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Current, previous and forthcoming issues

Current Issue

Issue 2 (Winter 2004) Madame de Staël and Corinne in England

Essays Cora Kaplan, Introduction
see abstract

Angela Wright, Corinne in Distress: Translation as Cultural Misappropriation

see abstract

Emma Francis, "I like solitude before a Mirror...". Corinne and Marie Bashirktseff

see abstract

Ann T. Gardiner, The Gender of Fame: Remembering Santa Croce in Mme de Staël 's Corinne and Lord Byron's Childe Harold's Pilgrimage IV

see abstract Kate Davies, Pantomime, Connoisseurship, Consumption: Emma Hamilton and the Politics of Embodiment
see abstract Orianne Smith, British Women Writers and Eighteenth-Century Representations of the Improvisatrice
see abstract Sylvia Bordoni, Parodying Corinne: Mrs Foster's The Corinna of England



Frances Dann, Maria Fairweather, Madame de Staël (London: Constable and Robinson, 2005)




Natalie Neill, Mrs Bullock, Susanna; or, Traits of a Modern Miss (London, 1795)

Natalie Neill, Eliza Fenwick, Secresy; or, The Ruin on the Rock (London, 1795)

Natalie Neill, Zofloya: or, The Moor; a Romance of the Fifteenth Century (1806)




Averill Buchanan, Mary Tighe (1772-1810)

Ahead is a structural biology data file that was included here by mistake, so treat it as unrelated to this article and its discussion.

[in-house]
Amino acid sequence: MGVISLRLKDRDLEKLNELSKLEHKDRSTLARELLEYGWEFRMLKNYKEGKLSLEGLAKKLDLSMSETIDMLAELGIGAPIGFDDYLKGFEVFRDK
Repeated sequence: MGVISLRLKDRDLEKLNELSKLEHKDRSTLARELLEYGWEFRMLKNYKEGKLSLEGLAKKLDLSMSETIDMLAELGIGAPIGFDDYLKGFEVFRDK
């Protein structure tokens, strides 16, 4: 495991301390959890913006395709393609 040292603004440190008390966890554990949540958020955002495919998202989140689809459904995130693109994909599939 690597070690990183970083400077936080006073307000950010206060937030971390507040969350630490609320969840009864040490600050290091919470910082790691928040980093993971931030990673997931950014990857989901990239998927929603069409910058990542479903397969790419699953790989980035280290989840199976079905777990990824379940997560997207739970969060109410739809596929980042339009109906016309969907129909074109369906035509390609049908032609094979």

Previous Issue:

Issue 1: Summer 2004: Papers from the inaugural Chawton House Conference, Women's Writing in Britain 1660-1830, July 2003

see abstract Jacqueline Pearson, Mothering the Novel: Frances Burney and the Next Generation of Women Novelists
see abstract

Angela Smallwood, Women Playwrights, Politics and Convention: the Case of Elizabeth Inchbald's 'Seditious' Comedy, Every One Has His Fault (1793)

see abstract Teresa Barnard, Anna Seward and the Battle for Authorship
  Laura L. Runge, Churls and Graybeards and Novels Written by a Lady: Gender in Eighteenth-Century Book Reviews
  Lilla Maria Crisafulli, Letitia Elizabeth Landon's Castruccio Castrucani: Gender Through History
  Cynthia Lawford, Turbans, Tea and Talk of Books: the Literary Parties of Elizabeth Spence and Elizabeth Benger
  Isabell Achterberg, Early Nineteenth-Century Women Writing Men: Men, Masculinity and the Struggle for Male Authority in the Fiction of Minerva Press Writer Amelia Beauclerc



Forthcoming Issue

Issue 3 (Summer 2005) Romantic-era Writing for Children

  Karín Lesnik-Oberstein, Reflections on the Papers Delivered at the Conference on 'Romantic-Era Writing for Children', 29th May 2004: 'History, Literature, and the Return of the Real Child'.

  Stephen Bygrave, Enlightenment for beginners
  Matthew Grenby, Early British Children's Books: Towards an Understanding of their Users and Usage
  Susan Manly, Autonomy and Authority in Practical Education (1798)
  Tom Furniss, Reading Children/Children Reading: The Problematic Nature of Eighteenth-Century Children's Literature in Locke, Rousseau and Day (Tom Furniss, University of Strathclyde)
  Laura Smith, "You cannot be children always": Eliza Fenwick's Visits to the Juvenile Library and the production of the Reading Subject.
  Penny Brown, Tales of Castle and Cottage : Mme de Genlis and women writers for children in the Romantic period.











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